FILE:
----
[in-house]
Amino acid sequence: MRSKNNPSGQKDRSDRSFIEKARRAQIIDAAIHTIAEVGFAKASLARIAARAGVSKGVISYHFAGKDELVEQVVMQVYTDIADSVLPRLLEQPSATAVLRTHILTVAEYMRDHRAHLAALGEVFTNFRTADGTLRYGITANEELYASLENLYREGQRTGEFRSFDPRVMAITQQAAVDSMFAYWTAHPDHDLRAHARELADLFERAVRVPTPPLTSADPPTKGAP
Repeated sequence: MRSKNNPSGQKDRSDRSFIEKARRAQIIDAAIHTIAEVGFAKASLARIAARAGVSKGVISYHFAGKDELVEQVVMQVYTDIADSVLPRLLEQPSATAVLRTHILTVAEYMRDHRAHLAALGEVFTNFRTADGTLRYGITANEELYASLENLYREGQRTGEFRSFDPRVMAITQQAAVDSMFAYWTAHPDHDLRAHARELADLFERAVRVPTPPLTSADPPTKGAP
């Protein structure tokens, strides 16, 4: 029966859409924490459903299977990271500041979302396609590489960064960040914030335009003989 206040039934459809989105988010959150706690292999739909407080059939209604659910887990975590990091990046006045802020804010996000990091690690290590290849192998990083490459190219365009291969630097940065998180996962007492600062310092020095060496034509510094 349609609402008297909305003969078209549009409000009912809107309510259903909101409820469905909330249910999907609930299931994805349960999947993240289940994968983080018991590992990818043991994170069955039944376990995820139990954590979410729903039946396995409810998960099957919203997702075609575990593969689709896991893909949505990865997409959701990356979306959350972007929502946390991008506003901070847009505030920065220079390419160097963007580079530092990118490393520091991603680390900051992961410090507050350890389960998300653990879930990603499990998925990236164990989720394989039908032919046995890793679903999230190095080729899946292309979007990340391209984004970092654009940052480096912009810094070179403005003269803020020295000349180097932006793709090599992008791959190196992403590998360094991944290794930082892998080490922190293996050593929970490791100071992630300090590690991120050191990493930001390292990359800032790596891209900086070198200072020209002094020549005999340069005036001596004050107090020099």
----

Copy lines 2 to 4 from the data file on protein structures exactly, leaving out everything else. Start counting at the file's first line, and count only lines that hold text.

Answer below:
Amino acid sequence: MRSKNNPSGQKDRSDRSFIEKARRAQIIDAAIHTIAEVGFAKASLARIAARAGVSKGVISYHFAGKDELVEQVVMQVYTDIADSVLPRLLEQPSATAVLRTHILTVAEYMRDHRAHLAALGEVFTNFRTADGTLRYGITANEELYASLENLYREGQRTGEFRSFDPRVMAITQQAAVDSMFAYWTAHPDHDLRAHARELADLFERAVRVPTPPLTSADPPTKGAP
Repeated sequence: MRSKNNPSGQKDRSDRSFIEKARRAQIIDAAIHTIAEVGFAKASLARIAARAGVSKGVISYHFAGKDELVEQVVMQVYTDIADSVLPRLLEQPSATAVLRTHILTVAEYMRDHRAHLAALGEVFTNFRTADGTLRYGITANEELYASLENLYREGQRTGEFRSFDPRVMAITQQAAVDSMFAYWTAHPDHDLRAHARELADLFERAVRVPTPPLTSADPPTKGAP
């Protein structure tokens, strides 16, 4: 029966859409924490459903299977990271500041979302396609590489960064960040914030335009003989 206040039934459809989105988010959150706690292999739909407080059939209604659910887990975590990091990046006045802020804010996000990091690690290590290849192998990083490459190219365009291969630097940065998180996962007492600062310092020095060496034509510094 349609609402008297909305003969078209549009409000009912809107309510259903909101409820469905909330249910999907609930299931994805349960999947993240289940994968983080018991590992990818043991994170069955039944376990995820139990954590979410729903039946396995409810998960099957919203997702075609575990593969689709896991893909949505990865997409959701990356979306959350972007929502946390991008506003901070847009505030920065220079390419160097963007580079530092990118490393520091991603680390900051992961410090507050350890389960998300653990879930990603499990998925990236164990989720394989039908032919046995890793679903999230190095080729899946292309979007990340391209984004970092654009940052480096912009810094070179403005003269803020020295000349180097932006793709090599992008791959190196992403590998360094991944290794930082892998080490922190293996050593929970490791100071992630300090590690991120050191990493930001390292990359800032790596891209900086070198200072020209002094020549005999340069005036001596004050107090020099």